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Food and nutrition for health

For over 50 years, the University of Surrey has been working to understand how food and nutrition can affect health, and to embed this knowledge in its teaching, with over 3,000 graduates trained nationally and internationally.

Our pioneering research work delivers evidence to enable government bodies, industry, health professionals and individuals to improve diet and reduce the incidence of preventable diseases. Led by its Department of Nutritional Sciences and Head of Department Professor Sue Lanham-New, the University’s research spans a broad range which has resulted in major changes in government policy (including energy, protein and vitamin-D recommendations), has altered consumer perception over the past five decades, and continues to do so.

Its research on dietary fats and heart disease has dispelled the myth that dietary cholesterol increases blood cholesterol, resulting in the removal of restrictions on egg consumption. Its research into vitamin D deficiency disproved government assumptions that sunlight exposure in summer months was sufficient to sustain vitamin D levels in the winter months – this led to the first-ever Vitamin D Reference Nutrient Intake, shaping new national guidelines in the UK and leading a number of food manufacturers to reformulate products to incorporate vitamin D. Its research, led by Professor Margaret Rayman and Dr Sarah Bath, linking iodine deficiency in pregnant women to lower IQ and reading ability in their children prompted the reformulation of pregnancy supplements to contain more iodine, and the fortification with iodine of popular milk alternatives.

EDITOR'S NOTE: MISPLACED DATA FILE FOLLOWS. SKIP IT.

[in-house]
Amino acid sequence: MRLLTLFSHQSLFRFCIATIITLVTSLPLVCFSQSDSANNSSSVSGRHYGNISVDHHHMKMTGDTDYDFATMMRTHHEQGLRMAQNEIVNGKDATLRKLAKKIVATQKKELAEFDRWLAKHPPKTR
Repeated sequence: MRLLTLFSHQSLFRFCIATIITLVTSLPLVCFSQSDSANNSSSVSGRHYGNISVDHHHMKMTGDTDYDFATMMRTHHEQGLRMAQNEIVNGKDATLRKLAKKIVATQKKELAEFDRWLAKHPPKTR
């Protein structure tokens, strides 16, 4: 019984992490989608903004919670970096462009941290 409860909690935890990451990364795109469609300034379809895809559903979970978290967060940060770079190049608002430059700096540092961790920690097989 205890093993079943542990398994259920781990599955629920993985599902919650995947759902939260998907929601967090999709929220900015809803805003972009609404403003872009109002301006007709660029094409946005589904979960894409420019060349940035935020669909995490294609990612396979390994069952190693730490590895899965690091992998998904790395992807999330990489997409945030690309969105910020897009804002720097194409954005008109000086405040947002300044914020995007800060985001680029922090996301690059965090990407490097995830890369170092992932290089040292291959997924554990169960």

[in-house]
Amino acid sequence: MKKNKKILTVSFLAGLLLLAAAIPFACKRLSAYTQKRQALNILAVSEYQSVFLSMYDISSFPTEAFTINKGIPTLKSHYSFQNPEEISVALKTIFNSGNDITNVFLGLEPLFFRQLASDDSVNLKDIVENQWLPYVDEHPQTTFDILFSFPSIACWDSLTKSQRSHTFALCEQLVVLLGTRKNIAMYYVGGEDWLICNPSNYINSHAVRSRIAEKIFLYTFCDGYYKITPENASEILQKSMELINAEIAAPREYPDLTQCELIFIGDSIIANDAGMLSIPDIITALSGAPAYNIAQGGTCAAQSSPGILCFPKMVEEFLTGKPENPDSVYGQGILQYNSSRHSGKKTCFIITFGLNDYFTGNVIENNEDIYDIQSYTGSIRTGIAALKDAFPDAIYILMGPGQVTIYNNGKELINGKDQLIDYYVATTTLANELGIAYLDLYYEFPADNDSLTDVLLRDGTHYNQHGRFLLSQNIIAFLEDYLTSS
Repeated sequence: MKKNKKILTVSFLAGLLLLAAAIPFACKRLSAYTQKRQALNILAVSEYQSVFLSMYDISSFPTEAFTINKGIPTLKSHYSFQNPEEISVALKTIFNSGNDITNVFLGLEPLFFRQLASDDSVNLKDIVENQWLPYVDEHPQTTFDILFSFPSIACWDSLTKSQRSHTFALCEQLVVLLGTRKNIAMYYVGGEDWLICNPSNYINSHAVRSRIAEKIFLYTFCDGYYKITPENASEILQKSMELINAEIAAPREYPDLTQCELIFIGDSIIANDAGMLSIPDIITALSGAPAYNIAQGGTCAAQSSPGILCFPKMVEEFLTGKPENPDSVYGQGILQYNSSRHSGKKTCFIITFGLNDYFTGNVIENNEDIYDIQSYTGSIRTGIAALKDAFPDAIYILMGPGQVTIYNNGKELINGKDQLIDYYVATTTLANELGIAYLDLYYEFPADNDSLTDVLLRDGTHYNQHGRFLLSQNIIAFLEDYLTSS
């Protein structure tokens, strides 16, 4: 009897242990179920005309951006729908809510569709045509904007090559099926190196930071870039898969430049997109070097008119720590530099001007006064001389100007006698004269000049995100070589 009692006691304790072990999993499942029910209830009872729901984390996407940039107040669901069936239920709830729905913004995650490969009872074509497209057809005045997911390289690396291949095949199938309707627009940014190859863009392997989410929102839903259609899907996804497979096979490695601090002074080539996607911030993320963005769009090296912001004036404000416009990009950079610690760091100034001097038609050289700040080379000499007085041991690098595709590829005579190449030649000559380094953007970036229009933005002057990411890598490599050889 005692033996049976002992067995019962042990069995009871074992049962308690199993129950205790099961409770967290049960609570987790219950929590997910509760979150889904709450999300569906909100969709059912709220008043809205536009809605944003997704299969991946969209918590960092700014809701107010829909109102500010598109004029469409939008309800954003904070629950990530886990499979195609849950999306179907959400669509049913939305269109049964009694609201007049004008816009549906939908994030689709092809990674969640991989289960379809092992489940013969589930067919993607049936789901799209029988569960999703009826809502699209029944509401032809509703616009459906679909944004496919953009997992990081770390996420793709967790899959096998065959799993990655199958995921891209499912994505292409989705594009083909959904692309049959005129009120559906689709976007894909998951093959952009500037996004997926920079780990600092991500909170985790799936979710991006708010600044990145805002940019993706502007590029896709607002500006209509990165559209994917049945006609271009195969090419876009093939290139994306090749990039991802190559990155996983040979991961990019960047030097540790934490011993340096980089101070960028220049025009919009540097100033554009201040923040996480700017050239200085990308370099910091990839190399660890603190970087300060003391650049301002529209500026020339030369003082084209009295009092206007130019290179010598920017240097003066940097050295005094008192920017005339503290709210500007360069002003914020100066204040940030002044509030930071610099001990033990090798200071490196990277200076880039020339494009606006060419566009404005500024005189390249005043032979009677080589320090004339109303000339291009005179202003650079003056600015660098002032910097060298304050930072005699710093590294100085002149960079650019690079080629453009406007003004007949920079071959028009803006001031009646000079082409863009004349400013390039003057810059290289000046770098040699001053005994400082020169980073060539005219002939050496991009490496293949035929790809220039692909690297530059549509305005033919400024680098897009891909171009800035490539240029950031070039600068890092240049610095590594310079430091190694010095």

By successful public-engagement, the University has raised consumer awareness of key nutrition issues, encouraging healthier eating decisions based on scientific fact rather than widely-held assumptions. The resulting national and international social benefits are huge and extend well beyond the UK.

More information on Surrey’s extensive research into nutrition and health can be found here:

Story and photo by University of Surrey